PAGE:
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Mariners blog

Daily coverage of the Mariners during the season and all year long.

May 22, 2008 at 12:44 PM

Mariners at Detroit Tigers: 05/22 game thread

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This may be one of the last times today that I can show you the scoreboard without the Mariners getting thumped on it. The over-under on Miguel Batista’s innings total today? Let’s just say, we had an anthem singer moments ago who may have dragged the Star Spangled Banner out longer than Batista will be able to contain the Detroit Tigers if he pitches like Jarrod Washburn did last night.
12:44 p.m.: Wake up everyone, only one more half-inning to go. It’s still 9-2 for the Tigers. Seattle has done an admirable job the last two nights of holding their opponent to single digits. The Tigers bullpen has had trouble closing these games out against the plucky M’s, but Seattle only trails by seven runs this time. It’s when the Mariners are down by eight or more that they get very dangerous. Not suggesting they’ll go down without a fight, only that my camera is warming up to take the “moment of victory/defeat” shot. Oh and to kwk, in the comments area, yes, I do believe it’s very telling of the character on this team. But thanks for you insights. I’ll make note of them.
As promised, below, here’s the latest road trip video to divert you from yet another travesty of a game. I’ll walk from my hotel in the Renaissance Center, where I showed you that photo from 58 stories up the other day, over to Comerica Park. You’ll get a taste of downtown Detroit in all its splendor. From there, we’ll head inside Comerica Park, walk around the dugout a bit, then go up inside the ballpark for a look around. Hope you enjoy.


12:40 p.m.: It’s get the short relievers some work time as J.J. Putz enters to work the bottom of the eighth. We’ve already seen Sean Green and Brandon Morrow on the hill. Still a 9-2 game, with the last eight M’s hitters going down in order. For Nat, in the comments section, they did not stay behind at the hotel on McLaren’s orders. The way busrides work in the majors is, there are two of them that leave from the team hotel to the ballpark — one early and one late. You take the early bus in if you want to get some pre-game work done, like going over video, taking extra BP in indoor cages, getting some extra infield work in, that type of stuff. You take the late bus when you just want to do the basics, like regular stretching and pre-game BP on the field. When the team doesn’t have a morning BP before an afternoon game, you take the late bus in so you can have your morning coffee at the hotel, work on those crossword puzzles, catch up on some sleep after a late night out, that sort of thing. Obviously, a lot of players didn’t feel they had any extra work to do. Or, they needed more sleep. I’m not here to make excuses for them. Just telling it like it is. Hope you can appreciate that.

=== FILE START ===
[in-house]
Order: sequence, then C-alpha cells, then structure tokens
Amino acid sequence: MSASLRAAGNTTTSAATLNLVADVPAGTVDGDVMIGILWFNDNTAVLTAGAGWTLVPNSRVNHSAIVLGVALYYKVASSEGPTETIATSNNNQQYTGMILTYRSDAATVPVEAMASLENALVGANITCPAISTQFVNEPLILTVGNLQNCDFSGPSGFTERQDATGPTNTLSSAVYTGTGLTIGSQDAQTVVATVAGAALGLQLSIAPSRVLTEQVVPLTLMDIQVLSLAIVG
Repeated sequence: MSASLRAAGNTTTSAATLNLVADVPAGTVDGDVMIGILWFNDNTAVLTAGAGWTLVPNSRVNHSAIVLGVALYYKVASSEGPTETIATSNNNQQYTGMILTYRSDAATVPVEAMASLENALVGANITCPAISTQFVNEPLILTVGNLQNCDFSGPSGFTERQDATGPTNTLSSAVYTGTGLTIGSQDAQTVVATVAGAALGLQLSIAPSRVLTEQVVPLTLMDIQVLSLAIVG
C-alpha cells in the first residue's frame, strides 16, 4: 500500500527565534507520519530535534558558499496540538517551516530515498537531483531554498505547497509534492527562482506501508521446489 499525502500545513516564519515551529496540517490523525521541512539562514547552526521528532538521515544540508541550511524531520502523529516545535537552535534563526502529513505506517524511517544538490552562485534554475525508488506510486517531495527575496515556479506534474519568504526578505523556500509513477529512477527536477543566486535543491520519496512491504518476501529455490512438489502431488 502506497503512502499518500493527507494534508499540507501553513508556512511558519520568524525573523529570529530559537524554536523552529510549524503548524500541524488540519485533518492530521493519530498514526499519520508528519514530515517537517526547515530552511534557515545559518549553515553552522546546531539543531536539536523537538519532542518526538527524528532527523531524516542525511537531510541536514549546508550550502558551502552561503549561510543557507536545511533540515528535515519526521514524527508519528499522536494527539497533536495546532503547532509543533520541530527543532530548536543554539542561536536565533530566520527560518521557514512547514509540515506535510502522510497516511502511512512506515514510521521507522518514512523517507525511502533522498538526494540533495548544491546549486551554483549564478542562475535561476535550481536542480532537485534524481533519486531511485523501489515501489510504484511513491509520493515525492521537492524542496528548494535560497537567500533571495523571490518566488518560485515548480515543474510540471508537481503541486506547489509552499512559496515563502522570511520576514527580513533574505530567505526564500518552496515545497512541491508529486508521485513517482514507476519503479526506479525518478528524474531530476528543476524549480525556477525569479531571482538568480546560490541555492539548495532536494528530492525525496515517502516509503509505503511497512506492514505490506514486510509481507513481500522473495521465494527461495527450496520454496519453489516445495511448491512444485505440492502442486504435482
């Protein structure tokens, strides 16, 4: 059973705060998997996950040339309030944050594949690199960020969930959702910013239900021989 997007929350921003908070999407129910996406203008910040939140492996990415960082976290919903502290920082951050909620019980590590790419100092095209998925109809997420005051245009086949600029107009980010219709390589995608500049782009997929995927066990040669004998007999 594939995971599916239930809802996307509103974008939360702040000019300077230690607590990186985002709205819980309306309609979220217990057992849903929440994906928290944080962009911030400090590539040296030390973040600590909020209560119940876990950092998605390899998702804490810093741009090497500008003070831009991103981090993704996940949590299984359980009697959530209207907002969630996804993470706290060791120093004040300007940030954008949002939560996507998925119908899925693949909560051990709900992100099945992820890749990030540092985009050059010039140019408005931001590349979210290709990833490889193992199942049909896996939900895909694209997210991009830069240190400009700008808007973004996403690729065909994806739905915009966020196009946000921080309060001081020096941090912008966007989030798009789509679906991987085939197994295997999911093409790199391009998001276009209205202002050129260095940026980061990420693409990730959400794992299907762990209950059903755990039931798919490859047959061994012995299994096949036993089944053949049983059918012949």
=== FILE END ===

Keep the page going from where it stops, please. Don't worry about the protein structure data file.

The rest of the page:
12:20 p.m.: Sean Green took over in the sixth inning and gave up two runs on a single by Curtis Granderson, a walk, a double by Magglio Ordonez and a sacrifice fly by Miguel Cabrera. So, crank up the band and let’s get the loser parade started for today, shall we? Here’s a happy number for you. Heading into this series, the Tigers had been 4-for-40 (.100) with runners in scoring position on their last road trip. As of right now, for this series, they are 16-for-30 (.533). We won’t post the M’s totals, for the sake of small children who may be surfing the blog this early. Oh yeah, it’s now 9-2, in case any of you still care about the game.
11:46 a.m.: R.A. Dickey just served up a two-run homer to Matt Joyce that makes it a 7-2 game after five innings. The Mariners loaded the bases with nobody out in the fifth, but came away with just one run as Rauk Ibanez grounded into a double play. Anyone surprised? Dickey came on to pitch the fourth, yielding a single but no runs. I lose the over-under on Miguel Batista. I’d picked 4 2/3 but that was overly generous for his three-inning, 72-pitch effort. Anyone have any great questions you’d like me to ask him post-game? That is, if he shows up. But wait, I forgot, none of you care. So, forget it. Forget the players arriving two hours before a game, taking no BP stuff too. Doesn’t matter. Only what goes on during the game matters, right? Heck of a team we’re seeing here. I’m sure all the scouts on-hand are just racing back to their organizations hoping to copy Seattle’s blueprint.
11:13 a.m.: Miguel Batista just gave the Tigers their run right back, yielding a leadoff double by Miguel Cabrera, a single to Carlos Guillen and a sacrfice fly to Edgar Renteria that makes it 5-1 entering the fourth. The bottom of the third wasn’t Wladimir Balentien’s finest hour in right field. He made a poorly-timed stab at the tough fly ball by Cabrera, appearing somwaht frozen in his tracks at first, then bobbled the Guillen single. Anyone but Cabrera might have scored on that play. The Tigers wisely held him at third. If you saw how slowly he jogged in from third on the sac fly — which wasn’t the deepest — you’d know what I’m talking about.